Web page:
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New Library Desks Made Behind Bars

Inmates at the McDougall-Walker Correctional Institution built two circulation desks for the library; the newest was just installed in the children's section.

The Hagaman children's library just got a little something from a group of prisoners -- a new circulation desk. Convicts at the maximum security McDougall-Walker Correctional Institution in Suffield were the designers, architects and carpenters.

And saved the town a good chunk of dough. According to library director Karen Jensen, it would have cost about $100,000 if traditional  contractors did the job. The prisoner-made desk rang in at $14,000, which came from library donations. In 2009, McDougall-Walker "guests" built the library a main circulation desk for $30,000, said Jensen, funded by a grant.

“That was just not something that we could afford,” she said.

She said a library board member suggested going through Correctional Enterprises, a state-run program at McDougall-Walker. The project employs inmates to do carpentry, metal sewing and printing for towns and non-profit organizations to prepare them for a life outside of prison, though some will never be freed, said David Brown, director of Correctional Enterprises.

“This gives them something to do, gets them out of their cell block,” said Brown.

Ten to 15 inmates worked on the desks at Hagaman, he said. “They didn't have any blueprints to follow; they had to actually come up with a design and build it,” said Brown.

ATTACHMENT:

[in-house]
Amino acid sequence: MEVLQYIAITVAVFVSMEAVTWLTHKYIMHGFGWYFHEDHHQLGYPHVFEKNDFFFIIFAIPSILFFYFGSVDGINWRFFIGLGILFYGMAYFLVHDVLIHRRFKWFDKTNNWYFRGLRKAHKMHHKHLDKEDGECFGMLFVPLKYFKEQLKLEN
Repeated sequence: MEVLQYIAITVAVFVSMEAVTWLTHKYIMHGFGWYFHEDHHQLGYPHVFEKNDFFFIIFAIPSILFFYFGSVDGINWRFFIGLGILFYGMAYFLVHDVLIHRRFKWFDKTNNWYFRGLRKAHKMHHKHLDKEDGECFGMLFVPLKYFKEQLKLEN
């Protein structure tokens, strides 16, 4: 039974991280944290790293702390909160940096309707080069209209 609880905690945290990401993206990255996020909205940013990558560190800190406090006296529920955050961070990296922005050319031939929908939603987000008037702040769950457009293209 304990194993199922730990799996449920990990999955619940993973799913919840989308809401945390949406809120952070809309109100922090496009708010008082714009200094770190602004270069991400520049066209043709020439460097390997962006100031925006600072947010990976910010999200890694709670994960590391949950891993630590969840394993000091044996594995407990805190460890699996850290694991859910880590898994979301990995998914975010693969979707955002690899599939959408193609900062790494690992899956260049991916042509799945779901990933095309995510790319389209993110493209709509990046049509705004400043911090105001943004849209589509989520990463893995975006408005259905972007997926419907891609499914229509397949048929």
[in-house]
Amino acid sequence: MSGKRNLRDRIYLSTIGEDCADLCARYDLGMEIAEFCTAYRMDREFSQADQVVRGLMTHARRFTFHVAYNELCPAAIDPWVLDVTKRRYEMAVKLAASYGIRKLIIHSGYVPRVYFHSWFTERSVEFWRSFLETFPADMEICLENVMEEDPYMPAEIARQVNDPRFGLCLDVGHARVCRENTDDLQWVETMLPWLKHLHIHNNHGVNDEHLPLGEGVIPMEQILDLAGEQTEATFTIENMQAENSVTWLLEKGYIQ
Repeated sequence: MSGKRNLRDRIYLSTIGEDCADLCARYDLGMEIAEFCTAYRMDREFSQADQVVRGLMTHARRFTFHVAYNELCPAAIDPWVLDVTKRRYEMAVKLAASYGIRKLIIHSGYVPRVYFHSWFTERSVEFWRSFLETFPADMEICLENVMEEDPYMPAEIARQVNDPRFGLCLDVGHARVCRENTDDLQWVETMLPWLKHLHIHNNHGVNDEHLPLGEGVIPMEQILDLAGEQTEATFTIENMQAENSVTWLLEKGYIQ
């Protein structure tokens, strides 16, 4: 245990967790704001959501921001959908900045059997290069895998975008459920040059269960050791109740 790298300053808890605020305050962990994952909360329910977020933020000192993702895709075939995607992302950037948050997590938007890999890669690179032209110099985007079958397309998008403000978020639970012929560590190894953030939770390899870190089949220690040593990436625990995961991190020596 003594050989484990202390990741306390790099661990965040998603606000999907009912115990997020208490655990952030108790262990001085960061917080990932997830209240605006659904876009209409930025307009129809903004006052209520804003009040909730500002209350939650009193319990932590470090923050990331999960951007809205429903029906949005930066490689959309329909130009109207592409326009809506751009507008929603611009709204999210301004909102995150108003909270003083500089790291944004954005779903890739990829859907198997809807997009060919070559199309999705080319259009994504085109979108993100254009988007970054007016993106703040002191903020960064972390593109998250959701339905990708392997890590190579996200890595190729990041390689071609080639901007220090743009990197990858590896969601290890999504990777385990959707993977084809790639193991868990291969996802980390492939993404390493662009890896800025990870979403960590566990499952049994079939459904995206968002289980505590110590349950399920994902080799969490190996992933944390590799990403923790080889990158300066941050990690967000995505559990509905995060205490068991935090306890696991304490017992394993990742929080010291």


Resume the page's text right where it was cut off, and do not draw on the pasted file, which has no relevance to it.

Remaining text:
The desks were delivered in components and Public Service did the assembly, after having visited McDougall-Walker to learn how to do so, said Brown.

Most of the purchase price went for supplies for the desks, said Brown. Inmates were paid about $1 an hour.

“It may not sound like a whole lot, but inside a prison a dollar an hour is a lot of money,” he said. The dollars go into the inmates' prison accounts to be used at the commissary.

“They get self-gratification,” said Brown. And the library gets an ornate, custom-made new desk.

Not only was the deal a real money-saver, but Jensen said she was pleased with every aspect of the production.

“The work is really high quality and it's custom-built just for us, so it's built for our space and our needs,” she said.

The new children's circulation desk is long and low, and wraps around to create a rectangle when pushed up against the wall. It has plenty of storage space and a swinging gate to keep children from wandering behind it.

“It'll definitely streamline workflow,” said Jensen. “It'll make the process more efficient, more ergonomic.”

Barbara Esposito March 04, 2011 at 06:01 PM
The word Crooks is inappropriate. It is not objective, but the word suggests an opinion. Did the author of the article write the headline? or did the editor?
Sharon Bass March 04, 2011 at 06:04 PM
I wrote the headline, Barbara. I've gotten other complaints and have changed it.
Harry March 06, 2011 at 06:39 PM
How did Ralph find out about this ,does he have any relatives incarcerated?
Chris Conley March 07, 2011 at 09:50 AM
It is nice that the library was able to save money and the inmates are learning and contributing to society. I must say though it is a shame the library could not afford it otherwise. I'd imagine libraries everywhere are in similar situations. Its a nice way to save money but at this point I'd rather have a local carpenter or contractor trying to find work get the job. But alas, the kids got their new desk so I guess that's the ultimate success. Good article patch
richele jansen April 10, 2011 at 05:04 PM
This was a win/win story and I was pleased that Patch covered it. Giving people meaningful tasks while in prison for whatever brought them there is a positive connection to remind people that good things are possible from everyone. Giving inmates a sense of community and pride of workmanship can do so much for their psyche. Citizens/taxpayers and children will benefit from the lovely desk and the meaning behind it for a very long time.

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